C Flow Control?

In this tutorial, you will learn about if statement (including if...else and nested if..else) in C programming with the help of examples.

C Functions?

In this tutorial, you will be introduced to functions (both user-defined and standard library functions) in C programming. Also, you will learn why functions are used in programming.

C Programming Arrays?

In this tutorial, you will learn to work with arrays. You will learn to declare, initialize and access elements of an array with the help of examples.

C Programming Pointers?

In this tutorial, you'll learn about pointers; what pointers are, how do you use them and the common mistakes you might face when working with them with the help of examples.

C Programming Strings?

In this tutorial, you'll learn about strings in C programming. You'll learn to declare them, initialize them and use them for various I/O operations with the help of examples.

Structure And Union?

In this tutorial, you'll learn about struct types in C Programming. You will learn to define and use structures with the help of examples.

C Programming Files?

In this tutorial, you will learn about file handling in C. You will learn to handle standard I/O in C using fprintf(), fscanf(), fread(), fwrite(), fseek() etc. with the help of examples.

Additional Topics?

In this tutorial, you will learn about enum (enumeration) in C programming with the help of examples.
C Unions

C Unions

In this tutorial, you’ll learn about unions in C programming. More specifically, how to create unions, access its members and learn the differences between unions and structures.

 

A union is a user-defined type similar to structs in C except for one key difference. Structs allocate enough space to store all its members wheres unions allocate the space to store only the largest member.


How to define a union?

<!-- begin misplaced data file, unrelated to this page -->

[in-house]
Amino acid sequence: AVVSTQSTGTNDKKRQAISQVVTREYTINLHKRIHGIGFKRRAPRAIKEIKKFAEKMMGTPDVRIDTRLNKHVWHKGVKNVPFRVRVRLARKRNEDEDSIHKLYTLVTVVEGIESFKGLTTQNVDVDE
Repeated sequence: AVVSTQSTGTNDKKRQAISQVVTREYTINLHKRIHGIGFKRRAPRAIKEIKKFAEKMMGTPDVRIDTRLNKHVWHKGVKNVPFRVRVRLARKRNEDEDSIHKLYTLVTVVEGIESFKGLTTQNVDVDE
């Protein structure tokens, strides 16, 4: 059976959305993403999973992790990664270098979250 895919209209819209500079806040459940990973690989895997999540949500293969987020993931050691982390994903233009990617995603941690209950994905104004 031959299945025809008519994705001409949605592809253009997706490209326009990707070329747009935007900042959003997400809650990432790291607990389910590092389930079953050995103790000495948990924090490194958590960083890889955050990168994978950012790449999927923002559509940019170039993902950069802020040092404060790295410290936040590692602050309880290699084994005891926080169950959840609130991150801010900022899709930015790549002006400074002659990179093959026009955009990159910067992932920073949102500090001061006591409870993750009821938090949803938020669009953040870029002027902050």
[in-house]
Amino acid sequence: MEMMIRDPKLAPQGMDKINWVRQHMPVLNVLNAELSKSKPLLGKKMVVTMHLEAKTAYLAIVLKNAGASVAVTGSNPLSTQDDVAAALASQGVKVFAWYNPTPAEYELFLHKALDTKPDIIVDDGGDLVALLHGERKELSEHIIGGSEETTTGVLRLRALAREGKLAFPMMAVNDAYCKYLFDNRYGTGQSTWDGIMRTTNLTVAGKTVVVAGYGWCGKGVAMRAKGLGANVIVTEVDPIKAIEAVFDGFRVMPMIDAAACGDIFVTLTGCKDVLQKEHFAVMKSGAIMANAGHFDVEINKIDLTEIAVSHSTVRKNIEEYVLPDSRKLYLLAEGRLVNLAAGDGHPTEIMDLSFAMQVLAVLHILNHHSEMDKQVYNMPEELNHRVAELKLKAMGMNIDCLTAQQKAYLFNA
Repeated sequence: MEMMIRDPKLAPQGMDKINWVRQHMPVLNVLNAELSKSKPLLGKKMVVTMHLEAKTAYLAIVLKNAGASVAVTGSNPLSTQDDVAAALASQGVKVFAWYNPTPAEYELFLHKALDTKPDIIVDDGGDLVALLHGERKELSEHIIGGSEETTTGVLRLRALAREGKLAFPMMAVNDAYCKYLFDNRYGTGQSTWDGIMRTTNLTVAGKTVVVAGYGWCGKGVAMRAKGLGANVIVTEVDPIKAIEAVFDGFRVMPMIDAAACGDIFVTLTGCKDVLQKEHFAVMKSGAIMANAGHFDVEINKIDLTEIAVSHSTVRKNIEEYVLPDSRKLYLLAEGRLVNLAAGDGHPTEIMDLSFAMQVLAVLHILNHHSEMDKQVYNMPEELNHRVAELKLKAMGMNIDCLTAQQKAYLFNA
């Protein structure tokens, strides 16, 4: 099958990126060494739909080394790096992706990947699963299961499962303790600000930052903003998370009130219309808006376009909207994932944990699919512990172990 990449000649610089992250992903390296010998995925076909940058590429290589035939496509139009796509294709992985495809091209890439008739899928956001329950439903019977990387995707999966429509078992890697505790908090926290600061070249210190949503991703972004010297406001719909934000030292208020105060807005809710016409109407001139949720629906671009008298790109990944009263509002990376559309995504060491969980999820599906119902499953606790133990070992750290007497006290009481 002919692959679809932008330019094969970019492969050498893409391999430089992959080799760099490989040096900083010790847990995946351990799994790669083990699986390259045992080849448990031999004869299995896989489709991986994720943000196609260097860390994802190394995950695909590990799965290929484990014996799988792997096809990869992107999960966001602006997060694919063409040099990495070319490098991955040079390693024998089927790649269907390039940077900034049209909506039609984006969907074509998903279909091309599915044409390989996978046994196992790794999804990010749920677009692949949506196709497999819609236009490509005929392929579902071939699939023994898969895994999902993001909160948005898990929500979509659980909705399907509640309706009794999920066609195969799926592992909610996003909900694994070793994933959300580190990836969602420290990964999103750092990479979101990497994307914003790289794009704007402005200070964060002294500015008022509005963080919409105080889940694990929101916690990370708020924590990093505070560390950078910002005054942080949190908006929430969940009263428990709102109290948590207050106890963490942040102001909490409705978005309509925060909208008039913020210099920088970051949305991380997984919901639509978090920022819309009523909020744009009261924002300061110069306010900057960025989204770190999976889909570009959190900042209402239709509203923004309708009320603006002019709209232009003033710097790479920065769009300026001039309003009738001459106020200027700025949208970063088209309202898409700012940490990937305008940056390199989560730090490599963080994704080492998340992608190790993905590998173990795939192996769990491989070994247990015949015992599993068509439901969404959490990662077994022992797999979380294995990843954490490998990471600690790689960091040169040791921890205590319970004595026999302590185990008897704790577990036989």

We use the union keyword to define unions. Here’s an example:

union car
{
  char name[50];
  int price;
};

The above code defines a derived type union car.


Create union variables

When a union is defined, it creates a user-defined type. However, no memory is allocated. To allocate memory for a given union type and work with it, we need to create variables.

Here’s how we create union variables.

union car
{
  char name[50];
  int price;
};

int main()
{
  union car car1, car2, *car3;
  return 0;
}

Another way of creating union variables is:

union car
{
  char name[50];
  int price;
} car1, car2, *car3;

In both cases, union variables car1car2, and a union pointer car3 of union car type are created.


Access members of a union

We use the . operator to access members of a union. To access pointer variables, we use also use the -> operator.

In the above example,

  • To access price for car1car1.price is used.
  • To access price using car3, either (*car3).price or car3->price can be used.

Difference between unions and structures

Let’s take an example to demonstrate the difference between unions and structures:

#include <stdio.h>
union unionJob
{
   //defining a union
   char name[32];
   float salary;
   int workerNo;
} uJob;

struct structJob
{
   char name[32];
   float salary;
   int workerNo;
} sJob;

int main()
{
   printf("size of union = %d bytes", sizeof(uJob));
   printf("\nsize of structure = %d bytes", sizeof(sJob));
   return 0;
}

Output

size of union = 32
size of structure = 40

 

 
 

Why this difference in the size of union and structure variables?

Here, the size of sJob is 40 bytes because

  • the size of name[32] is 32 bytes
  • the size of salary is 4 bytes
  • the size of workerNo is 4 bytes

However, the size of uJob is 32 bytes. It’s because the size of a union variable will always be the size of its largest element. In the above example, the size of its largest element, (name[32]), is 32 bytes.

With a union, all members share the same memory.


Example: Accessing Union Members

#include <stdio.h>
union Job {
   float salary;
   int workerNo;
} j;

int main() {
   j.salary = 12.3;

   // when j.workerNo is assigned a value,
   // j.salary will no longer hold 12.3
   j.workerNo = 100;

   printf("Salary = %.1f\n", j.salary);
   printf("Number of workers = %d", j.workerNo);
   return 0;
}

Output

Salary = 0.0
Number of workers = 100

To learn where unions are used, visit Why do we need C Unions?

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